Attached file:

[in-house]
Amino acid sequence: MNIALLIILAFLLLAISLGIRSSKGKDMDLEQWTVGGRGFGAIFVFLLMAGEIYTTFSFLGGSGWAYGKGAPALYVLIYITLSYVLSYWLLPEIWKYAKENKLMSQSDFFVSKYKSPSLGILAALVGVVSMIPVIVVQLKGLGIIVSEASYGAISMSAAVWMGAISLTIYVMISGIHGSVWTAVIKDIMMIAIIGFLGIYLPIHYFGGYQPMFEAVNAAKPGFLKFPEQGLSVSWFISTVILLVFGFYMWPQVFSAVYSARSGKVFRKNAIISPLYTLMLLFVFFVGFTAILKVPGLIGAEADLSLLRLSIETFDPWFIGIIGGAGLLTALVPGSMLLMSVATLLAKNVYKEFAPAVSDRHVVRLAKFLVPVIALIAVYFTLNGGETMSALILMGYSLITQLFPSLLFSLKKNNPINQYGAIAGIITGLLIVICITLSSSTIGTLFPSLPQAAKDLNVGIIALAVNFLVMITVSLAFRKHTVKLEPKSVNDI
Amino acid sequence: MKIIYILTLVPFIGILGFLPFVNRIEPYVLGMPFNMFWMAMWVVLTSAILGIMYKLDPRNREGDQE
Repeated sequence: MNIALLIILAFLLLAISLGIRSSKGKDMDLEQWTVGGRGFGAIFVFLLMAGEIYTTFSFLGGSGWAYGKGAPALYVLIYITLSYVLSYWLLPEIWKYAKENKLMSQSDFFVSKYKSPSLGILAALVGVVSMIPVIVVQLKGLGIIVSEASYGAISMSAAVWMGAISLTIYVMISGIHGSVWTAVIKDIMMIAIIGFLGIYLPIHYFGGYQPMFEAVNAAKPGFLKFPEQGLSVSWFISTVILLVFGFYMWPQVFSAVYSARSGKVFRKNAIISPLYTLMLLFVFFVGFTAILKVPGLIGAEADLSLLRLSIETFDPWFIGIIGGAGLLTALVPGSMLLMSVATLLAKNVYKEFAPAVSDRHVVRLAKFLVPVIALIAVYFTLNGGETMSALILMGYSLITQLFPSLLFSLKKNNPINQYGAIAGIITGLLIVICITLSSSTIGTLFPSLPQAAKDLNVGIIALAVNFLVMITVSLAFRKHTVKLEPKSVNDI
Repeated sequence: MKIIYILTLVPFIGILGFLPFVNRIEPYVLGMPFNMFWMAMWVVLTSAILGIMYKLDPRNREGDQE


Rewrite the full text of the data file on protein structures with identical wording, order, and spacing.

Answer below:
[in-house]
Amino acid sequence: MNIALLIILAFLLLAISLGIRSSKGKDMDLEQWTVGGRGFGAIFVFLLMAGEIYTTFSFLGGSGWAYGKGAPALYVLIYITLSYVLSYWLLPEIWKYAKENKLMSQSDFFVSKYKSPSLGILAALVGVVSMIPVIVVQLKGLGIIVSEASYGAISMSAAVWMGAISLTIYVMISGIHGSVWTAVIKDIMMIAIIGFLGIYLPIHYFGGYQPMFEAVNAAKPGFLKFPEQGLSVSWFISTVILLVFGFYMWPQVFSAVYSARSGKVFRKNAIISPLYTLMLLFVFFVGFTAILKVPGLIGAEADLSLLRLSIETFDPWFIGIIGGAGLLTALVPGSMLLMSVATLLAKNVYKEFAPAVSDRHVVRLAKFLVPVIALIAVYFTLNGGETMSALILMGYSLITQLFPSLLFSLKKNNPINQYGAIAGIITGLLIVICITLSSSTIGTLFPSLPQAAKDLNVGIIALAVNFLVMITVSLAFRKHTVKLEPKSVNDI
Amino acid sequence: MKIIYILTLVPFIGILGFLPFVNRIEPYVLGMPFNMFWMAMWVVLTSAILGIMYKLDPRNREGDQE
Repeated sequence: MNIALLIILAFLLLAISLGIRSSKGKDMDLEQWTVGGRGFGAIFVFLLMAGEIYTTFSFLGGSGWAYGKGAPALYVLIYITLSYVLSYWLLPEIWKYAKENKLMSQSDFFVSKYKSPSLGILAALVGVVSMIPVIVVQLKGLGIIVSEASYGAISMSAAVWMGAISLTIYVMISGIHGSVWTAVIKDIMMIAIIGFLGIYLPIHYFGGYQPMFEAVNAAKPGFLKFPEQGLSVSWFISTVILLVFGFYMWPQVFSAVYSARSGKVFRKNAIISPLYTLMLLFVFFVGFTAILKVPGLIGAEADLSLLRLSIETFDPWFIGIIGGAGLLTALVPGSMLLMSVATLLAKNVYKEFAPAVSDRHVVRLAKFLVPVIALIAVYFTLNGGETMSALILMGYSLITQLFPSLLFSLKKNNPINQYGAIAGIITGLLIVICITLSSSTIGTLFPSLPQAAKDLNVGIIALAVNFLVMITVSLAFRKHTVKLEPKSVNDI
Repeated sequence: MKIIYILTLVPFIGILGFLPFVNRIEPYVLGMPFNMFWMAMWVVLTSAILGIMYKLDPRNREGDQE